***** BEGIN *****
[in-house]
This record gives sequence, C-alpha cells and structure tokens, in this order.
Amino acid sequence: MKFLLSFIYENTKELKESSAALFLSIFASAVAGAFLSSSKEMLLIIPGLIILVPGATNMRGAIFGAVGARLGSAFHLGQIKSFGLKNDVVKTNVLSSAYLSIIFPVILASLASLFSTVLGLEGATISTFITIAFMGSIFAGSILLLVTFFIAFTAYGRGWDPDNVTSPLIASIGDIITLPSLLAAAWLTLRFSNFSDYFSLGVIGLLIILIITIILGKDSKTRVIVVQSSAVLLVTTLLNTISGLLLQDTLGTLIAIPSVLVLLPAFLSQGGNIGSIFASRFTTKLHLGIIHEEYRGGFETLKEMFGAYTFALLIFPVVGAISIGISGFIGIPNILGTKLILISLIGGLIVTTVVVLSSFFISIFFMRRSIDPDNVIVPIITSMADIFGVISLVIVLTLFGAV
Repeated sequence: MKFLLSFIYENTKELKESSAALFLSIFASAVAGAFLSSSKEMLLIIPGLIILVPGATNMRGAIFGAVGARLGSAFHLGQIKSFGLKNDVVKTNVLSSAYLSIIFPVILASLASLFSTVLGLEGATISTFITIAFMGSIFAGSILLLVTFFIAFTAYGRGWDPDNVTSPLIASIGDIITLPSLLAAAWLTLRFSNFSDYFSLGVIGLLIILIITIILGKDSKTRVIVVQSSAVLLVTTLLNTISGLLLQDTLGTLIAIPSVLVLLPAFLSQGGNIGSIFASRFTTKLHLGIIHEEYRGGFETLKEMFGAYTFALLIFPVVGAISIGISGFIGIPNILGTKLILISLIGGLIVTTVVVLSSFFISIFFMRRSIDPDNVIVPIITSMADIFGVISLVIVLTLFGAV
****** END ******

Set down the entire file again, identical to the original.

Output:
[in-house]
This record gives sequence, C-alpha cells and structure tokens, in this order.
Amino acid sequence: MKFLLSFIYENTKELKESSAALFLSIFASAVAGAFLSSSKEMLLIIPGLIILVPGATNMRGAIFGAVGARLGSAFHLGQIKSFGLKNDVVKTNVLSSAYLSIIFPVILASLASLFSTVLGLEGATISTFITIAFMGSIFAGSILLLVTFFIAFTAYGRGWDPDNVTSPLIASIGDIITLPSLLAAAWLTLRFSNFSDYFSLGVIGLLIILIITIILGKDSKTRVIVVQSSAVLLVTTLLNTISGLLLQDTLGTLIAIPSVLVLLPAFLSQGGNIGSIFASRFTTKLHLGIIHEEYRGGFETLKEMFGAYTFALLIFPVVGAISIGISGFIGIPNILGTKLILISLIGGLIVTTVVVLSSFFISIFFMRRSIDPDNVIVPIITSMADIFGVISLVIVLTLFGAV
Repeated sequence: MKFLLSFIYENTKELKESSAALFLSIFASAVAGAFLSSSKEMLLIIPGLIILVPGATNMRGAIFGAVGARLGSAFHLGQIKSFGLKNDVVKTNVLSSAYLSIIFPVILASLASLFSTVLGLEGATISTFITIAFMGSIFAGSILLLVTFFIAFTAYGRGWDPDNVTSPLIASIGDIITLPSLLAAAWLTLRFSNFSDYFSLGVIGLLIILIITIILGKDSKTRVIVVQSSAVLLVTTLLNTISGLLLQDTLGTLIAIPSVLVLLPAFLSQGGNIGSIFASRFTTKLHLGIIHEEYRGGFETLKEMFGAYTFALLIFPVVGAISIGISGFIGIPNILGTKLILISLIGGLIVTTVVVLSSFFISIFFMRRSIDPDNVIVPIITSMADIFGVISLVIVLTLFGAV